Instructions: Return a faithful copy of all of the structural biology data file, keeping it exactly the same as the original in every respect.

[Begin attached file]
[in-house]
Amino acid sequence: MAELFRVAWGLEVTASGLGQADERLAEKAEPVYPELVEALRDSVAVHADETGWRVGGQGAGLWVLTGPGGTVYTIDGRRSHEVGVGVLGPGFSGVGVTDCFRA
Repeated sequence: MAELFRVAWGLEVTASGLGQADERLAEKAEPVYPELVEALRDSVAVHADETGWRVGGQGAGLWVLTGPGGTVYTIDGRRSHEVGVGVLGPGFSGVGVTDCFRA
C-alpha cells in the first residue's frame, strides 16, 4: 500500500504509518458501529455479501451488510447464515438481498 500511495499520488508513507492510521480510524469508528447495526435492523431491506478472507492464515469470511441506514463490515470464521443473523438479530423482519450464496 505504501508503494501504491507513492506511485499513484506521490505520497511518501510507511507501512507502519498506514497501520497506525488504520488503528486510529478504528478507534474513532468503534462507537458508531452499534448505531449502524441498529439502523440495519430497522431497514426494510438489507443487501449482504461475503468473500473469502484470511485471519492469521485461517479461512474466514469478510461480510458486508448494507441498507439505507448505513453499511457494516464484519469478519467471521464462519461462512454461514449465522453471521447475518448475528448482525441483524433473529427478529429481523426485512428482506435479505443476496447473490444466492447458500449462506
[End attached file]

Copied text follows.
[in-house]
Amino acid sequence: MAELFRVAWGLEVTASGLGQADERLAEKAEPVYPELVEALRDSVAVHADETGWRVGGQGAGLWVLTGPGGTVYTIDGRRSHEVGVGVLGPGFSGVGVTDCFRA
Repeated sequence: MAELFRVAWGLEVTASGLGQADERLAEKAEPVYPELVEALRDSVAVHADETGWRVGGQGAGLWVLTGPGGTVYTIDGRRSHEVGVGVLGPGFSGVGVTDCFRA
C-alpha cells in the first residue's frame, strides 16, 4: 500500500504509518458501529455479501451488510447464515438481498 500511495499520488508513507492510521480510524469508528447495526435492523431491506478472507492464515469470511441506514463490515470464521443473523438479530423482519450464496 505504501508503494501504491507513492506511485499513484506521490505520497511518501510507511507501512507502519498506514497501520497506525488504520488503528486510529478504528478507534474513532468503534462507537458508531452499534448505531449502524441498529439502523440495519430497522431497514426494510438489507443487501449482504461475503468473500473469502484470511485471519492469521485461517479461512474466514469478510461480510458486508448494507441498507439505507448505513453499511457494516464484519469478519467471521464462519461462512454461514449465522453471521447475518448475528448482525441483524433473529427478529429481523426485512428482506435479505443476496447473490444466492447458500449462506